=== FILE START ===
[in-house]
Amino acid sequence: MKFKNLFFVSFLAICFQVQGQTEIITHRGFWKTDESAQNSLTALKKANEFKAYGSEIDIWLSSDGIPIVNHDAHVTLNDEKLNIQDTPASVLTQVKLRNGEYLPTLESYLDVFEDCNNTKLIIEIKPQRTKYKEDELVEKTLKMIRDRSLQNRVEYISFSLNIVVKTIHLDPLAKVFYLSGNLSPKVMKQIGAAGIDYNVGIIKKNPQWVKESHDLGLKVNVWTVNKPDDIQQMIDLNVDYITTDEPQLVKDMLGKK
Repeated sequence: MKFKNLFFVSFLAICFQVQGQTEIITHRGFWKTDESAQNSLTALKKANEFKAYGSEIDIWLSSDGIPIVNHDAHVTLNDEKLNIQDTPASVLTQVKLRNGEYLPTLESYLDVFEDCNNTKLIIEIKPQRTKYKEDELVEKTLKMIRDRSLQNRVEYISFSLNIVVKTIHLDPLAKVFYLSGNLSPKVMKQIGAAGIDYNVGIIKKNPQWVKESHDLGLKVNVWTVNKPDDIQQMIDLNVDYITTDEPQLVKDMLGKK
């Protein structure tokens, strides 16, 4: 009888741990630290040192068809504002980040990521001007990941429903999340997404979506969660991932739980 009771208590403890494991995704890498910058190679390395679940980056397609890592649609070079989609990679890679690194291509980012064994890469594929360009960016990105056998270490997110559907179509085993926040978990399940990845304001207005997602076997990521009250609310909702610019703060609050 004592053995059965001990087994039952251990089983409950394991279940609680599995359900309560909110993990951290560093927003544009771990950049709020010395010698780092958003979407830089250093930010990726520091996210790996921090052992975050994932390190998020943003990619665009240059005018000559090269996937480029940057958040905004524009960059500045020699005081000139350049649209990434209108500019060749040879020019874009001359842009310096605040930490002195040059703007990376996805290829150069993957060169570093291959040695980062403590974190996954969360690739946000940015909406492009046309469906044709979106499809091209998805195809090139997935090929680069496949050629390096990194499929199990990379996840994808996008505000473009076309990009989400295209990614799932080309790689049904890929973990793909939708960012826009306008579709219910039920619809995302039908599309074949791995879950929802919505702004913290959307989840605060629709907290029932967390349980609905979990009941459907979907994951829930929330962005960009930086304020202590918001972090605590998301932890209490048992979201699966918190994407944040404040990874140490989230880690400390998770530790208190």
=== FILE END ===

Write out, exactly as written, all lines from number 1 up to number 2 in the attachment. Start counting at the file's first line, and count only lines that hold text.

[in-house]
Amino acid sequence: MKFKNLFFVSFLAICFQVQGQTEIITHRGFWKTDESAQNSLTALKKANEFKAYGSEIDIWLSSDGIPIVNHDAHVTLNDEKLNIQDTPASVLTQVKLRNGEYLPTLESYLDVFEDCNNTKLIIEIKPQRTKYKEDELVEKTLKMIRDRSLQNRVEYISFSLNIVVKTIHLDPLAKVFYLSGNLSPKVMKQIGAAGIDYNVGIIKKNPQWVKESHDLGLKVNVWTVNKPDDIQQMIDLNVDYITTDEPQLVKDMLGKK